Like Robin Hood and Sherlock Holmes in England, Hang Tuah could be cleverly promoted as a tourist attraction in Malacca.
THE current debate over whether the legendary warrior Hang Tuah actually existed or is merely a figment of imagination should be taken positively. At least there is a renewed interest in history, a subject many Malaysians regard as boring.
Our students have bad memories of studying History, which will be a compulsory subject in schools, because of unimaginative and uninspiring teachers who turned their classes into tedious note-taking exercises.
They did not inspire their students with stories of how we could learn from the past and how relevant history is to us. History is not about forcing students to just memorise dates and signing of treaties.
History is about his story, and teachers should respond with lively accounts, even personal trivia, of the personalities involved to spice up their classes.
With a short remark, Prof Emeritus Tan Sri Khoo Kay Kim restarted a debate on the existence of Hang Tuah, who is said to have lived during the reign of Sultan Mansur Shah in 15th century Malacca. Hang Tuah is believed to be the greatest of all of the sultan’s admirals and was described as a ferocious fighter.
Certainly, he has been and is still held in the highest regard in Malaysian Malay culture, and so when our eminent historian said he did not exist, many Malaysians felt let down, even cheated.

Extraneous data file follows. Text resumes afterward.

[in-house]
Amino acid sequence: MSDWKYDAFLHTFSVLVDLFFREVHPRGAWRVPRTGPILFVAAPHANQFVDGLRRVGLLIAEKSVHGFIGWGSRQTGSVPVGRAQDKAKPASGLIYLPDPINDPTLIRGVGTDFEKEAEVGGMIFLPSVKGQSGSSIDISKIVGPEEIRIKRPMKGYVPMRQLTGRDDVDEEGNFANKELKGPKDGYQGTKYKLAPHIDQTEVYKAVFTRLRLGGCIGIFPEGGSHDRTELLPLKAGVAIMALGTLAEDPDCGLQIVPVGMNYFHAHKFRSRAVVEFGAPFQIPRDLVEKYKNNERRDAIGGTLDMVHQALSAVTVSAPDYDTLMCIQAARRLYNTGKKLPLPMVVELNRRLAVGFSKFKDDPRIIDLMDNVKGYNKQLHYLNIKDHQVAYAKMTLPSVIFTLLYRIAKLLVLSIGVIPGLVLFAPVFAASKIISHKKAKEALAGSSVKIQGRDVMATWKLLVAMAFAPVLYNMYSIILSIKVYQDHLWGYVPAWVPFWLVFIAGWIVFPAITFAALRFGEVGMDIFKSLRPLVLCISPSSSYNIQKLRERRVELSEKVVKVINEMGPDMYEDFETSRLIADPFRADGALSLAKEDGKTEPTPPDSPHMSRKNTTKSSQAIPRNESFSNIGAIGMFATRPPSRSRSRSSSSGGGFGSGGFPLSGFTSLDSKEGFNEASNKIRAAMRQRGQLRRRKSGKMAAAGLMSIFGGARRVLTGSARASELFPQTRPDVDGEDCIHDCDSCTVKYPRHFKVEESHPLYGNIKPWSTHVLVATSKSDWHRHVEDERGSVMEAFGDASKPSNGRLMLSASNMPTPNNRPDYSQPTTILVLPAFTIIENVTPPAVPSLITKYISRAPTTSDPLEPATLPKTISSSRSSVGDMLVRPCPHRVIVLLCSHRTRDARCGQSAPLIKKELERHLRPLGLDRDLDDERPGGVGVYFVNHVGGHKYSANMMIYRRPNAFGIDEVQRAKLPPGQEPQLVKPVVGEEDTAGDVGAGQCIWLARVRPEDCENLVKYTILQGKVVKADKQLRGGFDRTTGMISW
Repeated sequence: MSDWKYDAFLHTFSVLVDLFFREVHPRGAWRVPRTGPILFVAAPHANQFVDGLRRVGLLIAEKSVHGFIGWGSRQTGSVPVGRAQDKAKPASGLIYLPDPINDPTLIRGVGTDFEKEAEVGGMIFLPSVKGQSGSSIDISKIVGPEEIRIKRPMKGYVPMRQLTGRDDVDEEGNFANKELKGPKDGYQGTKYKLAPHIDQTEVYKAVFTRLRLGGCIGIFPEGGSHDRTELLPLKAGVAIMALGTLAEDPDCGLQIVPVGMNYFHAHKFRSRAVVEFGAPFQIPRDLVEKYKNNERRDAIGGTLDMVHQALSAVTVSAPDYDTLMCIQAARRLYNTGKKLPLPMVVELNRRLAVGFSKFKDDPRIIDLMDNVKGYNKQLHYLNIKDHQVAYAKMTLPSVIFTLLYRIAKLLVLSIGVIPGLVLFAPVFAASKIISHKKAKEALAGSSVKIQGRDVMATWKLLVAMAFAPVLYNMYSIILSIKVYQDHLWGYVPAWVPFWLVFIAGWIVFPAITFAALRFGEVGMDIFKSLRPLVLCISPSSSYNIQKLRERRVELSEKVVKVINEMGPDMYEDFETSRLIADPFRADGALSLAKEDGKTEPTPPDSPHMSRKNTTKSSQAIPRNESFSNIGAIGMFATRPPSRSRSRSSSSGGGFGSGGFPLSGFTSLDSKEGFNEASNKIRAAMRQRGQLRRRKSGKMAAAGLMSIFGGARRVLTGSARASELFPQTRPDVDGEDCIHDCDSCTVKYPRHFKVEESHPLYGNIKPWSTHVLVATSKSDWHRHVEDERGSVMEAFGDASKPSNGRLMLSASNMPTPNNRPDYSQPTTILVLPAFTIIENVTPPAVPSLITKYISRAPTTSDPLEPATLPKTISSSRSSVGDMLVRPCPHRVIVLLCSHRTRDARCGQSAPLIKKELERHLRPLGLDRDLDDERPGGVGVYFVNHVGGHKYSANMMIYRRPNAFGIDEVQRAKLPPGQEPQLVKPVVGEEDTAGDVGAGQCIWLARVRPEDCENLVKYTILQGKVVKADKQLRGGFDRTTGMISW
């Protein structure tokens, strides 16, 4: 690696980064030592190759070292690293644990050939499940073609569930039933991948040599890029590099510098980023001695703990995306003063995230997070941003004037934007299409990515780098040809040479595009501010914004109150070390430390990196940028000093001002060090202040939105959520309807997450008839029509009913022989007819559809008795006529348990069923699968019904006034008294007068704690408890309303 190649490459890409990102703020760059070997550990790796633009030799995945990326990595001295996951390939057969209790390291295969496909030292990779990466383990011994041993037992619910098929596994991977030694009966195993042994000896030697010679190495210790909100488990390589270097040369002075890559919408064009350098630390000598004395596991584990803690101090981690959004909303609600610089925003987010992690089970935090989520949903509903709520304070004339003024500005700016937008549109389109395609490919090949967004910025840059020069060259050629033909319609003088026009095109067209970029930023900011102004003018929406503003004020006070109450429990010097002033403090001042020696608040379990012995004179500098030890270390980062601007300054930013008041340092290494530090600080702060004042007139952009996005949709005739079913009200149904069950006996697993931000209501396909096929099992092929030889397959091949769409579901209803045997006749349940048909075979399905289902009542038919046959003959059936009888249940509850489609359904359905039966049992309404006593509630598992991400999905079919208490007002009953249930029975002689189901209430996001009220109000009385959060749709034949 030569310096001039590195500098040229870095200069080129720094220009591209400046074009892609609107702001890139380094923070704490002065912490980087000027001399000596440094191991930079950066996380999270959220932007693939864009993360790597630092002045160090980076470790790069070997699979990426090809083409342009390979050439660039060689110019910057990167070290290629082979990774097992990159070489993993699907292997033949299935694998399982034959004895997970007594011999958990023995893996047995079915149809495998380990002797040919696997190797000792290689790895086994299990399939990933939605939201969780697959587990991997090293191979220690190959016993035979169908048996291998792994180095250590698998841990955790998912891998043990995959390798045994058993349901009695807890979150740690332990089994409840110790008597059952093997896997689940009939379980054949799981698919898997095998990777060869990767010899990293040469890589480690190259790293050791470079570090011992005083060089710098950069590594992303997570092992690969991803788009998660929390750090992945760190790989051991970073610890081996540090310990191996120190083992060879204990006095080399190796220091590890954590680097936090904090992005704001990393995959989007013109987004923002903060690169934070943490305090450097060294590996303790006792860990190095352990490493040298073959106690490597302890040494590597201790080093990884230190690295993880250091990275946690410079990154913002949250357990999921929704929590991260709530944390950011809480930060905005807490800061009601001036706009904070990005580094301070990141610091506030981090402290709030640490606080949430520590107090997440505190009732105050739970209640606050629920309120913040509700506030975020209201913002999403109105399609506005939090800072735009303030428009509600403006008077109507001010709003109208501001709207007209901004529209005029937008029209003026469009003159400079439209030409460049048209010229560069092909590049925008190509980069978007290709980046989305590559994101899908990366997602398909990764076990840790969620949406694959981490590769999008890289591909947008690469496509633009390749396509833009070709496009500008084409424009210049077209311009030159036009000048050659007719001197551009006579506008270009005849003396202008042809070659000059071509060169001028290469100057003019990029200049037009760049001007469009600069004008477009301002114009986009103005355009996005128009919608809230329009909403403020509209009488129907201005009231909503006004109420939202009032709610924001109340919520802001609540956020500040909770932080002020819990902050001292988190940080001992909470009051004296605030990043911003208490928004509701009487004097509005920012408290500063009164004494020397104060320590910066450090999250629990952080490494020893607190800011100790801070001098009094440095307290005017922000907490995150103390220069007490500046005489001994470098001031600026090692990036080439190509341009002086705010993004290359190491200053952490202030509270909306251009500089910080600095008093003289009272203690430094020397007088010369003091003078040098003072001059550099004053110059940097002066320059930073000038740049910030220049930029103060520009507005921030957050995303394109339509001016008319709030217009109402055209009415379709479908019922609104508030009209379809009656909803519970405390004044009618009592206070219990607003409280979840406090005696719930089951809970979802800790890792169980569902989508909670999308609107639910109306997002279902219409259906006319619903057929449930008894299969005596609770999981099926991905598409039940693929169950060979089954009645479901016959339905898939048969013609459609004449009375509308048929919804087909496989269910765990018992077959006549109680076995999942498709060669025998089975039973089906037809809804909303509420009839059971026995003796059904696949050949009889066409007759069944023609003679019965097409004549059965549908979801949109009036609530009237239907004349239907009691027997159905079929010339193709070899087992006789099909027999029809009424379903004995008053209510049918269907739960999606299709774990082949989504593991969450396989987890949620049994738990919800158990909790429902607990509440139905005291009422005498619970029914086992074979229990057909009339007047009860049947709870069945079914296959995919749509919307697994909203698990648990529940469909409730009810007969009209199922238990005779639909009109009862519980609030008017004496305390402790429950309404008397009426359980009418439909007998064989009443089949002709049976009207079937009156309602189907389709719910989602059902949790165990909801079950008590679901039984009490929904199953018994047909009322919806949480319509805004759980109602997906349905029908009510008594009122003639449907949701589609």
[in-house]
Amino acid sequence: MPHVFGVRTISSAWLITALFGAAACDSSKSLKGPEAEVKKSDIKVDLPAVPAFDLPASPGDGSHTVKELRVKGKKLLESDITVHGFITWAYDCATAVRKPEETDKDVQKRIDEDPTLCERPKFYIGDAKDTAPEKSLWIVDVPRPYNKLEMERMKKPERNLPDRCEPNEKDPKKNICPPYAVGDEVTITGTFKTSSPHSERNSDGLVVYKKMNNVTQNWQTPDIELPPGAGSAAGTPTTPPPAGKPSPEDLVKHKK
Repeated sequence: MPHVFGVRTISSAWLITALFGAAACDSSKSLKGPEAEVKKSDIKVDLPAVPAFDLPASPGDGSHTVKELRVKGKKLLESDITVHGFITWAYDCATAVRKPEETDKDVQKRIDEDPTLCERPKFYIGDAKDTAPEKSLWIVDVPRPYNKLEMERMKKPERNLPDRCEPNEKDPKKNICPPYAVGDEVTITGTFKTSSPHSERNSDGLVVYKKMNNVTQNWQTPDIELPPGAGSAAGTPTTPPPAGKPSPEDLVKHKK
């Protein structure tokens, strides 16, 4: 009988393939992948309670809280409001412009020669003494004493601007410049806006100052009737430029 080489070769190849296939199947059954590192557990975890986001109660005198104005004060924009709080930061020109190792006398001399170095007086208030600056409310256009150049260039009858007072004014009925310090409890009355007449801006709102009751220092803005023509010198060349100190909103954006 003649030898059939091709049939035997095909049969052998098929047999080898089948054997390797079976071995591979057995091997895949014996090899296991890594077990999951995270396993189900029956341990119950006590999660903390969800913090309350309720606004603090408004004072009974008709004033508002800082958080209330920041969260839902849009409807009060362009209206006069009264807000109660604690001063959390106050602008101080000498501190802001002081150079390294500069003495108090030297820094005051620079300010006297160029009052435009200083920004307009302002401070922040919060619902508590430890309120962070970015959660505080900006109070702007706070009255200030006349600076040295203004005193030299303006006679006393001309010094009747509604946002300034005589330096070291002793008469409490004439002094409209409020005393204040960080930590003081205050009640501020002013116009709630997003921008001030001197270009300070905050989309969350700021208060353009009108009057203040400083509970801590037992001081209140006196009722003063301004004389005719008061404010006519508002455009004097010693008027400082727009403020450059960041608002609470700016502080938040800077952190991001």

Many remember learning in school that Hang Tuah was a hero with a steadfast sense of loyalty who readily sacrificed his friendship with his best friend Hang Jebat after the latter rebelled against the Sultan.
Furthermore, we are also being told that Princess Hang Li Po, who was supposedly married to Sultan Mansur Shah, is probably fictitious as well.
But to be fair to Prof Khoo, he is not the first historian to dispute the existence of Hang Tuah or Hang Li Po. It has long been the subject of conjecture at university level. At school level, however, students seemed to be just happy to swallow what their teachers taught them.
The conventional method of teaching history could be the reason for this, but lack of critical thinking in our education system is another factor. Most students rely entirely on notes given to them and they don’t do their own research on the subject.
Teachers could address this shortcoming by, for example, stating specifically that Hang Tuah is a subject of myth and legend at the start of lessons. Students should also be informed that the location of his tomb, if it exists, remains in dispute.
by Wong Chun Wai.
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